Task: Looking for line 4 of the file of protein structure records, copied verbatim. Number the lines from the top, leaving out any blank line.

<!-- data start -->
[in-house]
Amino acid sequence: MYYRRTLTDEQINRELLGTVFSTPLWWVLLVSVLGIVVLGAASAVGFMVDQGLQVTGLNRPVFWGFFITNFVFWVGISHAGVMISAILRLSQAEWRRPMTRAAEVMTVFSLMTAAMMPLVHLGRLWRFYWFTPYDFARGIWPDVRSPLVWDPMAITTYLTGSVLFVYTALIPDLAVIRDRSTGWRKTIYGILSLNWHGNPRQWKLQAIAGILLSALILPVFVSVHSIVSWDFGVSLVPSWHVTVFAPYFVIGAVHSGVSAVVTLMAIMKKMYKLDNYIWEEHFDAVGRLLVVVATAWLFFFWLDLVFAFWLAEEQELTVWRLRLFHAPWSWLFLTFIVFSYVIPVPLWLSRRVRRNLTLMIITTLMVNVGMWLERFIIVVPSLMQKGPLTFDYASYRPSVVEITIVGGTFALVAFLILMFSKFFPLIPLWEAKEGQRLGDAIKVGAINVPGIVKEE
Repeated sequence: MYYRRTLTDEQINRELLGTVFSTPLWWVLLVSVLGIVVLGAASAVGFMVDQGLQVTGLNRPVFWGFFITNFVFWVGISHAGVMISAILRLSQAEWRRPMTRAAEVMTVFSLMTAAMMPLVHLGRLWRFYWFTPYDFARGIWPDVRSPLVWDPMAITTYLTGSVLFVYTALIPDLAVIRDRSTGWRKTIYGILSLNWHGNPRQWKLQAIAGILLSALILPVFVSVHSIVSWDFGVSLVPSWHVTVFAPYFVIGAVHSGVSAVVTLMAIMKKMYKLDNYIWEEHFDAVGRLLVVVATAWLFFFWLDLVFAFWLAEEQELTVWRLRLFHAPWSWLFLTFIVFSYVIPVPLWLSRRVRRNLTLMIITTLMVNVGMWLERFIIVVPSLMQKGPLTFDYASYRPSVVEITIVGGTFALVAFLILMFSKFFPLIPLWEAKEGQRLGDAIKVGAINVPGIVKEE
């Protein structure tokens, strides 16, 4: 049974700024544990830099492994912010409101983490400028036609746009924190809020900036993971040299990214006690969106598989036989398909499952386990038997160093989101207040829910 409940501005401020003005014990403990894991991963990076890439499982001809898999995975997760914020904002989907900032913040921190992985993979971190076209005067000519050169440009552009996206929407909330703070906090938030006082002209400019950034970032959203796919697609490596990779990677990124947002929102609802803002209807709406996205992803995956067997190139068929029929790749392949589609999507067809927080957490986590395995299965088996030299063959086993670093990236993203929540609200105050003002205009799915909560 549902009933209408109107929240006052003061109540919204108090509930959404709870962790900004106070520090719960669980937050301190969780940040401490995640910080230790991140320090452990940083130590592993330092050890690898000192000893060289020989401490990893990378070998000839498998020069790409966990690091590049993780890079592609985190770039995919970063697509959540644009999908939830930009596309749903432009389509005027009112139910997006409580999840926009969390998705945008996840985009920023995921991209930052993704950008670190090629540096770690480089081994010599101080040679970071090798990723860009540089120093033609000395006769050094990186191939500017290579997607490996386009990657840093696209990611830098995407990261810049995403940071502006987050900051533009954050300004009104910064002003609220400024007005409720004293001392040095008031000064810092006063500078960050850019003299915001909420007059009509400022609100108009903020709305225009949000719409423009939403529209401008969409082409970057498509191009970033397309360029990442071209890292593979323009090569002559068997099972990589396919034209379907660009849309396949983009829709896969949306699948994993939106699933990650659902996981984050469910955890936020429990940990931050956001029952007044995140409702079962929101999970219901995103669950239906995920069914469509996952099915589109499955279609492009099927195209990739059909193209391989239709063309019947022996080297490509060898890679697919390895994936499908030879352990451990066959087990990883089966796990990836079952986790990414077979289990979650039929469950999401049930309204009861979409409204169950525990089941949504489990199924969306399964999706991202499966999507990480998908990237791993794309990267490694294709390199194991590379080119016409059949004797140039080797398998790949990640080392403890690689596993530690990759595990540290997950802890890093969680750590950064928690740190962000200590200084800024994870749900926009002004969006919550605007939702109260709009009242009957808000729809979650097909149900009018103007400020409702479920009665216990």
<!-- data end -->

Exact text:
């Protein structure tokens, strides 16, 4: 049974700024544990830099492994912010409101983490400028036609746009924190809020900036993971040299990214006690969106598989036989398909499952386990038997160093989101207040829910 409940501005401020003005014990403990894991991963990076890439499982001809898999995975997760914020904002989907900032913040921190992985993979971190076209005067000519050169440009552009996206929407909330703070906090938030006082002209400019950034970032959203796919697609490596990779990677990124947002929102609802803002209807709406996205992803995956067997190139068929029929790749392949589609999507067809927080957490986590395995299965088996030299063959086993670093990236993203929540609200105050003002205009799915909560 549902009933209408109107929240006052003061109540919204108090509930959404709870962790900004106070520090719960669980937050301190969780940040401490995640910080230790991140320090452990940083130590592993330092050890690898000192000893060289020989401490990893990378070998000839498998020069790409966990690091590049993780890079592609985190770039995919970063697509959540644009999908939830930009596309749903432009389509005027009112139910997006409580999840926009969390998705945008996840985009920023995921991209930052993704950008670190090629540096770690480089081994010599101080040679970071090798990723860009540089120093033609000395006769050094990186191939500017290579997607490996386009990657840093696209990611830098995407990261810049995403940071502006987050900051533009954050300004009104910064002003609220400024007005409720004293001392040095008031000064810092006063500078960050850019003299915001909420007059009509400022609100108009903020709305225009949000719409423009939403529209401008969409082409970057498509191009970033397309360029990442071209890292593979323009090569002559068997099972990589396919034209379907660009849309396949983009829709896969949306699948994993939106699933990650659902996981984050469910955890936020429990940990931050956001029952007044995140409702079962929101999970219901995103669950239906995920069914469509996952099915589109499955279609492009099927195209990739059909193209391989239709063309019947022996080297490509060898890679697919390895994936499908030879352990451990066959087990990883089966796990990836079952986790990414077979289990979650039929469950999401049930309204009861979409409204169950525990089941949504489990199924969306399964999706991202499966999507990480998908990237791993794309990267490694294709390199194991590379080119016409059949004797140039080797398998790949990640080392403890690689596993530690990759595990540290997950802890890093969680750590950064928690740190962000200590200084800024994870749900926009002004969006919550605007939702109260709009009242009957808000729809979650097909149900009018103007400020409702479920009665216990």